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    So you’ve Finished Your Rough Draft.

    Posted by Charles Gray on June 20, 2014

    Now what?

    I’ve just finished the rough draft of Racer’s Dream, which clocked out at about 52,000 words. So it’s a good point to talk about what to do and not do when you have finished your rough draft. A rough draft is exactly that, rough. There will (not might, will) be grammar errors, spelling errors and storyline errors in that rough draft manuscript. So what should you do next? Note that this is what I do and other writers may have their own strategies for polishing up their rough draft into a glorious finished product.


     Don’t publish.


    One of the greatest problems with self-publishing is that you have no editor telling you, “it isn’t ready yet.” That job will fall to the people who purchase your book. They will tell you via bad reviews and refusing to buy your stuff ever again. However, the pressure to get it out now can sometimes be overwhelming. Resist that pressure. Remember that you’re not selling a single book; you are selling a brand. And that brand is your writing skill. There are few things more damaging than putting out a subpar product.


     Don’t immediately give your work to your friend to read.


    This is not always the case, but in general, a rough draft isn’t ready for others to read. Nobody likes to see grammar and spelling errors and the enthusiasm for reading your rough draft will dim if the reader realizes that you couldn’t even be bothered to fix the obvious problems. When you give your work to someone else to read, it should always be perfect as far as you can see. Just remember that it will not be perfect and that you need to respect the input of your readers.


     Don’t go over your work immediately.


    One problem with writing a book and then looking at it yourself is that you’re often too close to what you’ve done. You need to back off for a day or a week, and then come back to your manuscript refreshed and more importantly, not filling everything in as you read it.  Coming back after a break makes it more likely that you’ll catch the sort of errors that don’t leap out at you. Perhaps you find that the character that you know intimately isn’t described enough in the book—because you’ve been filling in all the details in your head when you are describing the character.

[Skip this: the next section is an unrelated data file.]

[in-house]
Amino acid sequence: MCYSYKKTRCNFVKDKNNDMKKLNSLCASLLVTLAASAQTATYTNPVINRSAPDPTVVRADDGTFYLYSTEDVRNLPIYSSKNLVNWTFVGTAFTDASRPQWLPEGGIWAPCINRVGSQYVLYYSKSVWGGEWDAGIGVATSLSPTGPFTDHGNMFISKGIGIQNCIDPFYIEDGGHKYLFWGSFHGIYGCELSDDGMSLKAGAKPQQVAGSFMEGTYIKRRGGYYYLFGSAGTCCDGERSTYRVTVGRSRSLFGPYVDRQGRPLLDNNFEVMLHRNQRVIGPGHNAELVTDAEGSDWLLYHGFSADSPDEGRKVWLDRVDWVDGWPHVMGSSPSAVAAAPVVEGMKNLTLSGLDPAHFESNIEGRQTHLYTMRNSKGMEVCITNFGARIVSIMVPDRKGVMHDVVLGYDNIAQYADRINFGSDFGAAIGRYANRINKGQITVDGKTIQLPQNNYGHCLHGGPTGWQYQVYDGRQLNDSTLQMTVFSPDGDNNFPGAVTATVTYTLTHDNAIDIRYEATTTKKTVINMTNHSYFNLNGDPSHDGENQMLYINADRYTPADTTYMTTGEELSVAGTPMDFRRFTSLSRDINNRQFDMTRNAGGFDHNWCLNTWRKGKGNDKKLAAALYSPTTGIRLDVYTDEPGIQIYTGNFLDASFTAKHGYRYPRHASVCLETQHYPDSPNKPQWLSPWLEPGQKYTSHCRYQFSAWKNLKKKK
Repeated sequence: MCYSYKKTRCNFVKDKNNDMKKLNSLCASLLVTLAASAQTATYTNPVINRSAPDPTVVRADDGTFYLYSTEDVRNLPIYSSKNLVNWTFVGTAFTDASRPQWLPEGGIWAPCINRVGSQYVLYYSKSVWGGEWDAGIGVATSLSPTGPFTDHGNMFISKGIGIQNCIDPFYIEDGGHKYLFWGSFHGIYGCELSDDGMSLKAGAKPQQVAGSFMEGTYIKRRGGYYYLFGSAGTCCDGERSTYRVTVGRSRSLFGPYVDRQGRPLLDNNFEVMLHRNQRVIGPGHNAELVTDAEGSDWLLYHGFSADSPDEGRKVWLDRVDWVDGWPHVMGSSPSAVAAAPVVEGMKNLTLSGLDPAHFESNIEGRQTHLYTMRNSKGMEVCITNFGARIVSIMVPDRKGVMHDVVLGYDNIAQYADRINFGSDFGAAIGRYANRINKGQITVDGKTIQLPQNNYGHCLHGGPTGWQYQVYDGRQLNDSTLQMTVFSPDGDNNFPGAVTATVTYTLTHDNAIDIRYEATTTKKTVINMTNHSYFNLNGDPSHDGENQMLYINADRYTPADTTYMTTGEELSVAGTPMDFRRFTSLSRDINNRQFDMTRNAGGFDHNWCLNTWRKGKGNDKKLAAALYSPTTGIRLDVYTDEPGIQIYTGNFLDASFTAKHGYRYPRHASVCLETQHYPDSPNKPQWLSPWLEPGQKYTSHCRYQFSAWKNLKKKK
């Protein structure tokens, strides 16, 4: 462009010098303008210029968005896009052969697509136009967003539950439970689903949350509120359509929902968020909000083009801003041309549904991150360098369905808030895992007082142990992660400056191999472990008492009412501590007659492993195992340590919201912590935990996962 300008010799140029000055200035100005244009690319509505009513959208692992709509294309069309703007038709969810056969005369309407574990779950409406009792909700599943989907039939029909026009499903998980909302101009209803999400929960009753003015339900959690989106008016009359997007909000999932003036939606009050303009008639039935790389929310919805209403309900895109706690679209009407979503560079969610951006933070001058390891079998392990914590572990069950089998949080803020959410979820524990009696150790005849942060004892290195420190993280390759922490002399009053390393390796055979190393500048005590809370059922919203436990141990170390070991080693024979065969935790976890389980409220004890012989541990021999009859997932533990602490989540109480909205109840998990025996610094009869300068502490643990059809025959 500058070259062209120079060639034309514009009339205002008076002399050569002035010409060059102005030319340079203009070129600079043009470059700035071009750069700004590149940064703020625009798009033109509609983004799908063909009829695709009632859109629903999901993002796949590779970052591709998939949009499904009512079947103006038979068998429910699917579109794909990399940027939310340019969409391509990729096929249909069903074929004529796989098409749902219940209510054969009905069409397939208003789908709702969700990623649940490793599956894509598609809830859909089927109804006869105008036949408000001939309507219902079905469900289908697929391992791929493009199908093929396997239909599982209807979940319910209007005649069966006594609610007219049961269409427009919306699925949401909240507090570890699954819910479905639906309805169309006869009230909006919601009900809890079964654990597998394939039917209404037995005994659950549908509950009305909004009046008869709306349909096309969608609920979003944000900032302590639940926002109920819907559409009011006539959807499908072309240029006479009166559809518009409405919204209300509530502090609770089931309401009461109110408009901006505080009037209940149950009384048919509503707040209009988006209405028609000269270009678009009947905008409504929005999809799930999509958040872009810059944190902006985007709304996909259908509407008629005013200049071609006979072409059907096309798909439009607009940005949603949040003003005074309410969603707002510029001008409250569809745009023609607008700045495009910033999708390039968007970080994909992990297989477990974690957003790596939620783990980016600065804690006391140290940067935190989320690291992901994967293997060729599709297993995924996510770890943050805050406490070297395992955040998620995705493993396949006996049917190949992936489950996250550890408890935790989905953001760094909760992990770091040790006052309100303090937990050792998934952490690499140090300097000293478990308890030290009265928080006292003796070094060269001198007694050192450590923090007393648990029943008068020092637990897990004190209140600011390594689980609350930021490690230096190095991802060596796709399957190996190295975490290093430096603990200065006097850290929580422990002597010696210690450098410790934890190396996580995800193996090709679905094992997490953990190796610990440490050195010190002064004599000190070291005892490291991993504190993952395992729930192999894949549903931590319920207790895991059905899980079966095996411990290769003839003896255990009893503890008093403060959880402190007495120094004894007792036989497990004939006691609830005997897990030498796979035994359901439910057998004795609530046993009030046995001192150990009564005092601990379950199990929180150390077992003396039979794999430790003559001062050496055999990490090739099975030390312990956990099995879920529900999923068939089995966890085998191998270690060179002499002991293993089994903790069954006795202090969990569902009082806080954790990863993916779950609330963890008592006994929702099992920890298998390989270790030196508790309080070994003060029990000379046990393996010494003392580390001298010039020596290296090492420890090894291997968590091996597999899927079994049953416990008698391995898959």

When reviewing, look at your work in several different formats.


    For myself, I find that the editing process is often assisted by looking at your work in several different formats. Generate an epub file and read it as an ebook, complete with the bookmarks and TOC you expect to put in the final product. Perhaps go from Scrivener to Word. Change the font size and type as you read it. The point is to try to ensure you’re not just skipping over a sentence or even a paragraph due to the fact that you’ve become used to how the text looks.


    These techniques work for me. Other processes may work better for you. However, remember something else:

     Congratulations, you have a rough draft!


    This alone puts you ahead of many others who dream about what they’re going to do when they publish a book, but whom never get around to actually writing a book. You’ve created something! Even if the process isn’t finished yet, you should take a bow. You deserve it.


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